This is an interdisciplinary, cross institutional PhD programme between NUI, Galway and Mary Immaculate College in the University of Limerick. This full-time or part-time programme provides students with a PhD following four or six years of thesis-orientated research and taught modules. Students are registered at one of the host institutions but attend classes provided by both. Over the four or six years, the programme provides students with access to the expertise of a range of scholars within each institution, as they develop their research ideas and enhance their research skills.
The programme draws on two main contemporary approaches to philosophical aesthetics and culture—the Anglo-American analytic tradition, and that of Continental Philosophy. These two approaches rarely intersect. In consequence, their respective strengths are exercised in isolation, and often in contexts that fail to engage directly with theory and practice in the arts, and the broader cultural issues in which they are embedded.
This new research programme overcomes these divisions at all levels. Indeed, by blending expertise from the two institutions, the programme explores the philosophy of art and culture in an intellectually enriched setting. The programme is also able to give equal emphasis to visual art and literature, and to offer special strength in phenomenological and hermeneutical approaches.
There is an additional vital element. It is based on direct interaction with contemporary artistic/cultural practices through the Arts Community Internship core module at NUI, Galway. This module involves students working for a semester with some institution concerned with the practice, discussion, display, or conservation of art and culture (or, indeed, all these things).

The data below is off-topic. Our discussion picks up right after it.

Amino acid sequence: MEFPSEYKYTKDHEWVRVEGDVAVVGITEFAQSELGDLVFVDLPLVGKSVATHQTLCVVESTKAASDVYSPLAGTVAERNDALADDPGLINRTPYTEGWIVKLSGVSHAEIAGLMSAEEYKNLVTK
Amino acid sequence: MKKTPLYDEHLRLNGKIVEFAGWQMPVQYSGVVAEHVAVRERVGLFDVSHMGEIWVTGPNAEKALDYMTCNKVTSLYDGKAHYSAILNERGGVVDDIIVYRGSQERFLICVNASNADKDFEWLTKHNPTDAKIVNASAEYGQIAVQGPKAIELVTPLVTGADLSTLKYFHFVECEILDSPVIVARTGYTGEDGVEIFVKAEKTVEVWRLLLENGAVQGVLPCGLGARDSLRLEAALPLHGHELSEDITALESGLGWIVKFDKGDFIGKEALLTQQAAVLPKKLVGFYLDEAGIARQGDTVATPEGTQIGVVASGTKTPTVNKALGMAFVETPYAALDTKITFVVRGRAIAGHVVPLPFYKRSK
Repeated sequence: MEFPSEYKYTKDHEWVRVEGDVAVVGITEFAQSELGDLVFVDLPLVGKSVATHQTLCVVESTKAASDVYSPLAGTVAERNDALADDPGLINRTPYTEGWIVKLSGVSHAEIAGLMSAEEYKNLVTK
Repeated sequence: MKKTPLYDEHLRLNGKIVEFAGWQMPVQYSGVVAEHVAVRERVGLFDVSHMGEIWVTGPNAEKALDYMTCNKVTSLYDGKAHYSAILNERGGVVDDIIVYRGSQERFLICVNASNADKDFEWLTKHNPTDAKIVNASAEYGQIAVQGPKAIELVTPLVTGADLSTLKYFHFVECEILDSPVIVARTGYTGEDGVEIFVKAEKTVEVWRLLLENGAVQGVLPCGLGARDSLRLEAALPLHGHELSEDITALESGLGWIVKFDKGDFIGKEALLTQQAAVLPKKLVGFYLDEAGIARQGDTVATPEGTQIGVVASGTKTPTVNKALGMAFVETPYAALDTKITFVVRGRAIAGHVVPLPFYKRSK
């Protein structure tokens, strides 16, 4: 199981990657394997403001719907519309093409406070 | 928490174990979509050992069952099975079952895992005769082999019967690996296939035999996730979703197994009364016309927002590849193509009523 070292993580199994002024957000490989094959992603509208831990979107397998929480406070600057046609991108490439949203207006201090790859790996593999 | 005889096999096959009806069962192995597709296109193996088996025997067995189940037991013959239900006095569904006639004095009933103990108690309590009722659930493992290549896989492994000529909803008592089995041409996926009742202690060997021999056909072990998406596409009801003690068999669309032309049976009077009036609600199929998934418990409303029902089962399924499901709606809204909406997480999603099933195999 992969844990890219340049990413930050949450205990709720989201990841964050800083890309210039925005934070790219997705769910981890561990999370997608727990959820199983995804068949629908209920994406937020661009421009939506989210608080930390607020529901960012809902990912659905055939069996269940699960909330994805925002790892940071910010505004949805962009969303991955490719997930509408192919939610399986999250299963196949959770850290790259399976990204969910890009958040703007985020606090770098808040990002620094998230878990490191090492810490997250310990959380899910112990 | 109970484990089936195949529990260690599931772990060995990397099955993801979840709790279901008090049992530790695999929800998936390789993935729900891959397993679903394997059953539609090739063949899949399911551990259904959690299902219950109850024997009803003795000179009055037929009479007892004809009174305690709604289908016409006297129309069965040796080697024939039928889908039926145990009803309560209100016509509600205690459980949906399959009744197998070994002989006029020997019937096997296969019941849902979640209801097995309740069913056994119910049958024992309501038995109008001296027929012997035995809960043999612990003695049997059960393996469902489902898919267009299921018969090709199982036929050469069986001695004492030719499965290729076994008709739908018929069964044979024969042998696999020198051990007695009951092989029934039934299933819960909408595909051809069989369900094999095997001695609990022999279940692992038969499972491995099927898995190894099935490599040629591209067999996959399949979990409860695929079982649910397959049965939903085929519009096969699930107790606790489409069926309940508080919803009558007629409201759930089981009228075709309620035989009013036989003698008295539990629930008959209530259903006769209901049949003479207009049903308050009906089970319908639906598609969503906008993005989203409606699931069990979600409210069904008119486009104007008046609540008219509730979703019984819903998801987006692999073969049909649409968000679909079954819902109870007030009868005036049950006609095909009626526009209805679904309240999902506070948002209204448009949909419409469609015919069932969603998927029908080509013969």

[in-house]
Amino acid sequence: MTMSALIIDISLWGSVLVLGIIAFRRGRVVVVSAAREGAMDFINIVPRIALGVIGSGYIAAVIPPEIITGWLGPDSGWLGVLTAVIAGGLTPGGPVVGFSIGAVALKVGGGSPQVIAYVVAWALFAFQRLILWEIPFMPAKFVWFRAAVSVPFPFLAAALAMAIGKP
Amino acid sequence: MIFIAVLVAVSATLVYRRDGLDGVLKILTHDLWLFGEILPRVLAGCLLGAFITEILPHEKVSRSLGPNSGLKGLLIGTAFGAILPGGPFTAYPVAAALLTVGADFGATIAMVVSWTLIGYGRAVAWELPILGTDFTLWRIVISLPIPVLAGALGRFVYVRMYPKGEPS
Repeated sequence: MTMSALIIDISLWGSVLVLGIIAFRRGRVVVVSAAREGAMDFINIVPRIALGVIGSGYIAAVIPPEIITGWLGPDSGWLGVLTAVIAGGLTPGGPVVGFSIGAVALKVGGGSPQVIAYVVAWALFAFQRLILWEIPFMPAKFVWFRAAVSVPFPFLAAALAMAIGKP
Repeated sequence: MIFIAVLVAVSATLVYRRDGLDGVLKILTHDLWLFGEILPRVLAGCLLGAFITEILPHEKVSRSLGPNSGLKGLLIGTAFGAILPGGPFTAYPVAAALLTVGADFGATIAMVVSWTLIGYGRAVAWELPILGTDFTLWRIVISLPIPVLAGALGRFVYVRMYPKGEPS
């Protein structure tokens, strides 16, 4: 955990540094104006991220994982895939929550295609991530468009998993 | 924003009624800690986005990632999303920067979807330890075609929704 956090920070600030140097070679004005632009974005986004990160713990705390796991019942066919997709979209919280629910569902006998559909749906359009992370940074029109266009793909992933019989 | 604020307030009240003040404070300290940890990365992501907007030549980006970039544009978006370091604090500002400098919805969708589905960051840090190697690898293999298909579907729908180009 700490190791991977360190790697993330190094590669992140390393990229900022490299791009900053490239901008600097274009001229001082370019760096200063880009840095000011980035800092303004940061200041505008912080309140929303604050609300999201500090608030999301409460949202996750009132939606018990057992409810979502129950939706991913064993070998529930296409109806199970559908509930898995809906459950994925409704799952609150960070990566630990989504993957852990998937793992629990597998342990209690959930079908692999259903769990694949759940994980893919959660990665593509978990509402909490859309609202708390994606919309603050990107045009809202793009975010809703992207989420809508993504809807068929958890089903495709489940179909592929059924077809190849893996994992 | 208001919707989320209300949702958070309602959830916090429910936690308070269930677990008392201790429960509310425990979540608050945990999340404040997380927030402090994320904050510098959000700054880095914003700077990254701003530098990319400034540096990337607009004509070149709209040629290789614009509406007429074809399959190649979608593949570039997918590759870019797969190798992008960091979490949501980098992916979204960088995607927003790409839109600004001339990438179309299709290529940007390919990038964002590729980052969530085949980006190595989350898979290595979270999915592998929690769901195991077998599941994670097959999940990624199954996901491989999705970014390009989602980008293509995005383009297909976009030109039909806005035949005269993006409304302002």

As part of the doctoral training available on the Structured PhD programme, students select from a range of interdisciplinary taught modules. The wide menu of available options include modules that:
are discipline-specific in that they augment the student's existing knowledge in their specialist area
are dissertation-specific in that they supply core skills which are essential to completion of the research project, e.g., additional language skills
acknowledge a student's professional development, e.g., presentation of a paper at an international conference
enhance a student's employability through generic training, e.g., careers workshops, computer literacy.
Each student is assigned a primary Supervisor(s) and a Graduate Research Committee made up of experienced researchers to plan their programme of study and to provide on-going support to their research.
The Discipline has general research strengths in aesthetics, philosophy of art and culture, applied ethics, phenomenology, and the history of Irish thought.